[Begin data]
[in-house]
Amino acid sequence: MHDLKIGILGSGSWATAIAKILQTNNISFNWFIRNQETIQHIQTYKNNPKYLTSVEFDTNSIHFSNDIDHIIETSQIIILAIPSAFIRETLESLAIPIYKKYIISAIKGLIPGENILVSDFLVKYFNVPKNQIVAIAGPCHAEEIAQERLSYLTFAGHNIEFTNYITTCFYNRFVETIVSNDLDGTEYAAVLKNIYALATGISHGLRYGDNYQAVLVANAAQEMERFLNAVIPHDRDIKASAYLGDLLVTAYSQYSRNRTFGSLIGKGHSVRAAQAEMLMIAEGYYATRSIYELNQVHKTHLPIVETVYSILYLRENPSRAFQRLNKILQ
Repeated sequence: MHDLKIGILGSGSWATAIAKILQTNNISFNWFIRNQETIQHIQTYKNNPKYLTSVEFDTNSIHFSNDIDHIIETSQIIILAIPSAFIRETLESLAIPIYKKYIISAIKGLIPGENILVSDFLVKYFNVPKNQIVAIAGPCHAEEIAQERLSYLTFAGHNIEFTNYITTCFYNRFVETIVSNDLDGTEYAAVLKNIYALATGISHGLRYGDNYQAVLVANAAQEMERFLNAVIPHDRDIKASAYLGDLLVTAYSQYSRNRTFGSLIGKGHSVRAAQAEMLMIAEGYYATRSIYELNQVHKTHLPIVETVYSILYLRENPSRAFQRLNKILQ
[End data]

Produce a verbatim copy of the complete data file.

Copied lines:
[in-house]
Amino acid sequence: MHDLKIGILGSGSWATAIAKILQTNNISFNWFIRNQETIQHIQTYKNNPKYLTSVEFDTNSIHFSNDIDHIIETSQIIILAIPSAFIRETLESLAIPIYKKYIISAIKGLIPGENILVSDFLVKYFNVPKNQIVAIAGPCHAEEIAQERLSYLTFAGHNIEFTNYITTCFYNRFVETIVSNDLDGTEYAAVLKNIYALATGISHGLRYGDNYQAVLVANAAQEMERFLNAVIPHDRDIKASAYLGDLLVTAYSQYSRNRTFGSLIGKGHSVRAAQAEMLMIAEGYYATRSIYELNQVHKTHLPIVETVYSILYLRENPSRAFQRLNKILQ
Repeated sequence: MHDLKIGILGSGSWATAIAKILQTNNISFNWFIRNQETIQHIQTYKNNPKYLTSVEFDTNSIHFSNDIDHIIETSQIIILAIPSAFIRETLESLAIPIYKKYIISAIKGLIPGENILVSDFLVKYFNVPKNQIVAIAGPCHAEEIAQERLSYLTFAGHNIEFTNYITTCFYNRFVETIVSNDLDGTEYAAVLKNIYALATGISHGLRYGDNYQAVLVANAAQEMERFLNAVIPHDRDIKASAYLGDLLVTAYSQYSRNRTFGSLIGKGHSVRAAQAEMLMIAEGYYATRSIYELNQVHKTHLPIVETVYSILYLRENPSRAFQRLNKILQ